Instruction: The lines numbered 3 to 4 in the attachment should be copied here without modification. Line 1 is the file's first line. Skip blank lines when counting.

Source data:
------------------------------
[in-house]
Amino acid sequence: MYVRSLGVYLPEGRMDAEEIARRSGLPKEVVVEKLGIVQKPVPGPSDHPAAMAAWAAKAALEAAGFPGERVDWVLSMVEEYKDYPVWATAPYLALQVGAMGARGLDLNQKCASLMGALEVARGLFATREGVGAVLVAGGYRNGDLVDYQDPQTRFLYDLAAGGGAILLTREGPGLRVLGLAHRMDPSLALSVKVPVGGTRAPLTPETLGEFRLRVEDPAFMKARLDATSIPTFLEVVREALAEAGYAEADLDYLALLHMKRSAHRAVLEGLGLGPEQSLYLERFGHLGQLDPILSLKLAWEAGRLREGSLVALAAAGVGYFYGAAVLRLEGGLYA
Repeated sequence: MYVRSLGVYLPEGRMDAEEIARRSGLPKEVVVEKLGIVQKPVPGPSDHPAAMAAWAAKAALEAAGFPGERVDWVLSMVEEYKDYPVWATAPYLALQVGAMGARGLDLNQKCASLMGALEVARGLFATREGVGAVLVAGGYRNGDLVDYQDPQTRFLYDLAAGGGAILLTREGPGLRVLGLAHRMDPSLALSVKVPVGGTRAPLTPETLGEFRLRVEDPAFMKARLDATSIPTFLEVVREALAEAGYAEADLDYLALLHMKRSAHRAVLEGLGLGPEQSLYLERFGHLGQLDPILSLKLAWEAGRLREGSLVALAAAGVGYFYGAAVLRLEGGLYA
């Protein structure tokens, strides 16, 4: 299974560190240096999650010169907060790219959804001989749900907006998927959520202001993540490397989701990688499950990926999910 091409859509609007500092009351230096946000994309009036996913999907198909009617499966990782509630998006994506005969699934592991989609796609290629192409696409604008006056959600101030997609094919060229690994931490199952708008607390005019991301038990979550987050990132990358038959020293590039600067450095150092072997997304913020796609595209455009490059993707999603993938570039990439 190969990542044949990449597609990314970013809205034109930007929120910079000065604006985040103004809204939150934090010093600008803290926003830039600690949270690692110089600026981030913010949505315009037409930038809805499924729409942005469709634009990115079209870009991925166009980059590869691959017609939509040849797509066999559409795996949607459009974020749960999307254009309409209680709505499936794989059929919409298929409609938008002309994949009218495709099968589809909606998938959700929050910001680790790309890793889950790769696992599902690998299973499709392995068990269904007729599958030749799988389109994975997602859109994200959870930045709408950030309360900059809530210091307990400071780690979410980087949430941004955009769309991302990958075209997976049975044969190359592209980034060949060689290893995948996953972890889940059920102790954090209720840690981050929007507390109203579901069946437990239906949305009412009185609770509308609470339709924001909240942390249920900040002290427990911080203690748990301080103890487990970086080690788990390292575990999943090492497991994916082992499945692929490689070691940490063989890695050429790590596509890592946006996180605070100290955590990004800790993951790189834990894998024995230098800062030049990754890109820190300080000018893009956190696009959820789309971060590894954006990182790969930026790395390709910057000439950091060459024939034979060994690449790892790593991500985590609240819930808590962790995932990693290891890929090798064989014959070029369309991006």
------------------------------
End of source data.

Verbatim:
Repeated sequence: MYVRSLGVYLPEGRMDAEEIARRSGLPKEVVVEKLGIVQKPVPGPSDHPAAMAAWAAKAALEAAGFPGERVDWVLSMVEEYKDYPVWATAPYLALQVGAMGARGLDLNQKCASLMGALEVARGLFATREGVGAVLVAGGYRNGDLVDYQDPQTRFLYDLAAGGGAILLTREGPGLRVLGLAHRMDPSLALSVKVPVGGTRAPLTPETLGEFRLRVEDPAFMKARLDATSIPTFLEVVREALAEAGYAEADLDYLALLHMKRSAHRAVLEGLGLGPEQSLYLERFGHLGQLDPILSLKLAWEAGRLREGSLVALAAAGVGYFYGAAVLRLEGGLYA
């Protein structure tokens, strides 16, 4: 299974560190240096999650010169907060790219959804001989749900907006998927959520202001993540490397989701990688499950990926999910 091409859509609007500092009351230096946000994309009036996913999907198909009617499966990782509630998006994506005969699934592991989609796609290629192409696409604008006056959600101030997609094919060229690994931490199952708008607390005019991301038990979550987050990132990358038959020293590039600067450095150092072997997304913020796609595209455009490059993707999603993938570039990439 190969990542044949990449597609990314970013809205034109930007929120910079000065604006985040103004809204939150934090010093600008803290926003830039600690949270690692110089600026981030913010949505315009037409930038809805499924729409942005469709634009990115079209870009991925166009980059590869691959017609939509040849797509066999559409795996949607459009974020749960999307254009309409209680709505499936794989059929919409298929409609938008002309994949009218495709099968589809909606998938959700929050910001680790790309890793889950790769696992599902690998299973499709392995068990269904007729599958030749799988389109994975997602859109994200959870930045709408950030309360900059809530210091307990400071780690979410980087949430941004955009769309991302990958075209997976049975044969190359592209980034060949060689290893995948996953972890889940059920102790954090209720840690981050929007507390109203579901069946437990239906949305009412009185609770509308609470339709924001909240942390249920900040002290427990911080203690748990301080103890487990970086080690788990390292575990999943090492497991994916082992499945692929490689070691940490063989890695050429790590596509890592946006996180605070100290955590990004800790993951790189834990894998024995230098800062030049990754890109820190300080000018893009956190696009959820789309971060590894954006990182790969930026790395390709910057000439950091060459024939034979060994690449790892790593991500985590609240819930808590962790995932990693290891890929090798064989014959070029369309991006």